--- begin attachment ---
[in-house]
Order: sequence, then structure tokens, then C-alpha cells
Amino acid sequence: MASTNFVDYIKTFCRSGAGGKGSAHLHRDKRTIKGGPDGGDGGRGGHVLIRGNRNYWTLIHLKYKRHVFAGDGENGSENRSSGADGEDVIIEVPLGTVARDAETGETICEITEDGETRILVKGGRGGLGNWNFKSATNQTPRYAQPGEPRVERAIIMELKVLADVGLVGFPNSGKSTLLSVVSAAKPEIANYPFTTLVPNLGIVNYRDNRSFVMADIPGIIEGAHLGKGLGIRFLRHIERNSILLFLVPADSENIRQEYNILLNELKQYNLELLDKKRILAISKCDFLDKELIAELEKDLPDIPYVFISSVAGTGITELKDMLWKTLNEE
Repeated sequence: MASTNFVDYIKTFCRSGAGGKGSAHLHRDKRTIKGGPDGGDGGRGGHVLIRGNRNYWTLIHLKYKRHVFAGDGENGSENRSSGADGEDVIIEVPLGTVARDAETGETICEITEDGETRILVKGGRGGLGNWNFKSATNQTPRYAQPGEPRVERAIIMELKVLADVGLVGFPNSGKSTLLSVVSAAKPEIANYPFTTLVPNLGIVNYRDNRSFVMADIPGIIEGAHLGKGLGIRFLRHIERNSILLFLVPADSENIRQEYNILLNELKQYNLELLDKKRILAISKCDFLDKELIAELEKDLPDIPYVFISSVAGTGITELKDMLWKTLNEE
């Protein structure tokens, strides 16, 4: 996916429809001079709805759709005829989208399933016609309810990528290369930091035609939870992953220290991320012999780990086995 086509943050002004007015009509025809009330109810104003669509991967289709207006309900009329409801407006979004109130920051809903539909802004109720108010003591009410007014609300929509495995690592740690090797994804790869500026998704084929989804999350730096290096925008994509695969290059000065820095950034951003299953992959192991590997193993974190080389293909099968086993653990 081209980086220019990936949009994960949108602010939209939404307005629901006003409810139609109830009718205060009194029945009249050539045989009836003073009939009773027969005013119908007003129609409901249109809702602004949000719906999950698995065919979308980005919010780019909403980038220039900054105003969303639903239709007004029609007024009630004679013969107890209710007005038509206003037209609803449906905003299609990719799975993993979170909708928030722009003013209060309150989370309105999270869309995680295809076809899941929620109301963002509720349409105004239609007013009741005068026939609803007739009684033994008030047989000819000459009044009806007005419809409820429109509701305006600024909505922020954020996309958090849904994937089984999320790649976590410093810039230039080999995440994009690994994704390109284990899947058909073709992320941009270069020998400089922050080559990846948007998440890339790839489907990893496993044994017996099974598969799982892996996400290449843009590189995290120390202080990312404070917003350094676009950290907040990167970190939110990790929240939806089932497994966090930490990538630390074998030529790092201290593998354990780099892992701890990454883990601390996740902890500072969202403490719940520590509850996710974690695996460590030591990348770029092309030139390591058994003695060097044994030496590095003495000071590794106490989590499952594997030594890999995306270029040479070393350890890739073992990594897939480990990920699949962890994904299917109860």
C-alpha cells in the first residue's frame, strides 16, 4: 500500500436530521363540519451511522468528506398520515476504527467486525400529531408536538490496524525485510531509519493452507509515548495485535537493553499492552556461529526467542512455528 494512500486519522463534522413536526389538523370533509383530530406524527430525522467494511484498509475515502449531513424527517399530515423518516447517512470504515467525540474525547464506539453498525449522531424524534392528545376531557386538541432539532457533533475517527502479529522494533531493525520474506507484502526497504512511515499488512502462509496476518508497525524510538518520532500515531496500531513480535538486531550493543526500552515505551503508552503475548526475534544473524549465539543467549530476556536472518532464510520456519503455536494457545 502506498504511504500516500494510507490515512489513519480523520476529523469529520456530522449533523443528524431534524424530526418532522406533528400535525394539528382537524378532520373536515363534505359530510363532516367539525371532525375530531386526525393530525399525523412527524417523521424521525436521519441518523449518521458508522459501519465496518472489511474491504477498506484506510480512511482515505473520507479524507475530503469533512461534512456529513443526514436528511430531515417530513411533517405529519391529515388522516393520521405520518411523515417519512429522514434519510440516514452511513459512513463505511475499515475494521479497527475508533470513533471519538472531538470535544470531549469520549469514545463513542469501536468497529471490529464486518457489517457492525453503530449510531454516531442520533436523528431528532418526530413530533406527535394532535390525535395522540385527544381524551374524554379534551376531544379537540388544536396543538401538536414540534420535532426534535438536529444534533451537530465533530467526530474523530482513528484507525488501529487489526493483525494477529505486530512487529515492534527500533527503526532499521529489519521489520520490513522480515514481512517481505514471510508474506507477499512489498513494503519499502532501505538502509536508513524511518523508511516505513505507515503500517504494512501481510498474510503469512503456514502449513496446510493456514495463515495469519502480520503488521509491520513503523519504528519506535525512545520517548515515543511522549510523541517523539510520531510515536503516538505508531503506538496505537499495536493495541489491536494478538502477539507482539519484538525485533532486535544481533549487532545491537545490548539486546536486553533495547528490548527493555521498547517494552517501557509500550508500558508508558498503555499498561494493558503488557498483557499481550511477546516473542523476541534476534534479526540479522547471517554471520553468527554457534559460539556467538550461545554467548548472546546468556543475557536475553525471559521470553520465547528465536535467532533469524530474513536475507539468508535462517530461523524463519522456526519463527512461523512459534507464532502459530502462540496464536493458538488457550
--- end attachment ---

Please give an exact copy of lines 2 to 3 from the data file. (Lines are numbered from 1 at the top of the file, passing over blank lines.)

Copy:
Order: sequence, then structure tokens, then C-alpha cells
Amino acid sequence: MASTNFVDYIKTFCRSGAGGKGSAHLHRDKRTIKGGPDGGDGGRGGHVLIRGNRNYWTLIHLKYKRHVFAGDGENGSENRSSGADGEDVIIEVPLGTVARDAETGETICEITEDGETRILVKGGRGGLGNWNFKSATNQTPRYAQPGEPRVERAIIMELKVLADVGLVGFPNSGKSTLLSVVSAAKPEIANYPFTTLVPNLGIVNYRDNRSFVMADIPGIIEGAHLGKGLGIRFLRHIERNSILLFLVPADSENIRQEYNILLNELKQYNLELLDKKRILAISKCDFLDKELIAELEKDLPDIPYVFISSVAGTGITELKDMLWKTLNEE